Redundancy law can be at times complicated and it is vital that you understand the ins and outs of redundancy so you can ensure you know your rights. Often people think there is a distinction between a dismissal and redundancy. There is not: Redundancy is one of a number of reasons for an employer to dismiss an employee.
If you are being made redundant it is because you employer considers your position is surplus to the needs of the business. It can never be used to unfairly dismiss someone for some other reason. You can only be made redundant for genuine commercial reasons such as your position is no longer needed, there has been a decline in available work, they need to restructure how they do things, they want to contract out work or sell or transfer part of the employer’s business.
Redundancy law says your employer cannot use redundancy as a way to dismiss you for reasons relating to your personality, performance, reliability or age (there is no compulsory retirement age in New Zealand). Your employer can also never put pressure on you to resign or make your work situation unbearable for you. If this happens you may have grounds to file a personal grievance claim as it is forced resignation or constructive dismissal.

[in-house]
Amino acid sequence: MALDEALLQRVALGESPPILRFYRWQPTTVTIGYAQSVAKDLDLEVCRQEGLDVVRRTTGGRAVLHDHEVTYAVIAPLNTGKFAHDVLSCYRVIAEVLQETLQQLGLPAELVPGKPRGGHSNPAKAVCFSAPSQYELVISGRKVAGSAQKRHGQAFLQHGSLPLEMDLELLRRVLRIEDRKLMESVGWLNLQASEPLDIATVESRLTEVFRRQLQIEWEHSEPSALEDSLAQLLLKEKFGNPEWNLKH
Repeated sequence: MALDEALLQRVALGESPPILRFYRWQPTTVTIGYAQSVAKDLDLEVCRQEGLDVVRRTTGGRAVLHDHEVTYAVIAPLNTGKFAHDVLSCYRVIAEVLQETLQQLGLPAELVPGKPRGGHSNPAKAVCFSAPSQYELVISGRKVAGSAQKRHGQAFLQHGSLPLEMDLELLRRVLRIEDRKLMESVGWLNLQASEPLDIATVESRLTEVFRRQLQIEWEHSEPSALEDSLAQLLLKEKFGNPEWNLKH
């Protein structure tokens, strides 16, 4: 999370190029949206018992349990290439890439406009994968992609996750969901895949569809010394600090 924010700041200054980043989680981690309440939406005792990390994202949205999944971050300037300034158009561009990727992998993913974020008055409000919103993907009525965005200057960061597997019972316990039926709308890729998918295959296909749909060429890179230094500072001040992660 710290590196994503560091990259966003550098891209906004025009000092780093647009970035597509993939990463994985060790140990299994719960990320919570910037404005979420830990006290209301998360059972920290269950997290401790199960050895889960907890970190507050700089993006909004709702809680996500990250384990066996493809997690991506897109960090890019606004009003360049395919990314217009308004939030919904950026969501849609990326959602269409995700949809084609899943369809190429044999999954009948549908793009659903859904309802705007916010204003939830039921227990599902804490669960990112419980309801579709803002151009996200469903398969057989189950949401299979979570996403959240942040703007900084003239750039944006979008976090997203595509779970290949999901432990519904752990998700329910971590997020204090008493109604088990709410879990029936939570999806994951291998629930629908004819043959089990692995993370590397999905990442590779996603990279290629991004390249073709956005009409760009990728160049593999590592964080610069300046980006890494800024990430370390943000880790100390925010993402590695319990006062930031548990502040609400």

If your employer is intending to remove staff they are legally required to tell you what they are proposing to do and how many staff would be laid off under the proposal, which jobs would be cut and how they will run the redundancy process which includes how they will decide who will lose their jobs. They must also give you time to think over and comment on the criteria given. Most employment agreements will set out guidelines for what the employer should do in the case of redundancy. Some employment agreements will outline a redundancy payment but they are not legally required to hand out redundancy payments if it is not stated in the contract.
You employment agreement will most likely define what protection you have from redundancy. There are certain workers that have extra protection if a business changes owners and or are restructured. These workers include cleaners, food catering workers, orderlies in hospitals or rest homes, laundry workers in hospitals, rest homes or educational institutions and caretakers in educational institutions. You can challenge your dismissal in a number of ways if you believe you have been unfairly made redundant. You can raise a personal grievance claim, seek help from a mediator or take your case to the Employment Relations Authority or Employment Court if you cannot come to an agreement with your employer.